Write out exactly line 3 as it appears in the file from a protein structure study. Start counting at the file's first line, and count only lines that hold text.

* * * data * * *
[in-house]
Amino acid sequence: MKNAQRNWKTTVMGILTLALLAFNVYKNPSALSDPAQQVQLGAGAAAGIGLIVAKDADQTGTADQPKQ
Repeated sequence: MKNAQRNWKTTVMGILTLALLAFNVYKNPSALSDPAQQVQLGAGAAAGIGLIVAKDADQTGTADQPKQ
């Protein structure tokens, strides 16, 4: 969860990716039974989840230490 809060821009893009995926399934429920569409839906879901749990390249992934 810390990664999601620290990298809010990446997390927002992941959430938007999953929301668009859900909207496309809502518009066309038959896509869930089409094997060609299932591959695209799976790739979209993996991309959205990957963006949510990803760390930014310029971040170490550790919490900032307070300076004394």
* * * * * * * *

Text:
Repeated sequence: MKNAQRNWKTTVMGILTLALLAFNVYKNPSALSDPAQQVQLGAGAAAGIGLIVAKDADQTGTADQPKQ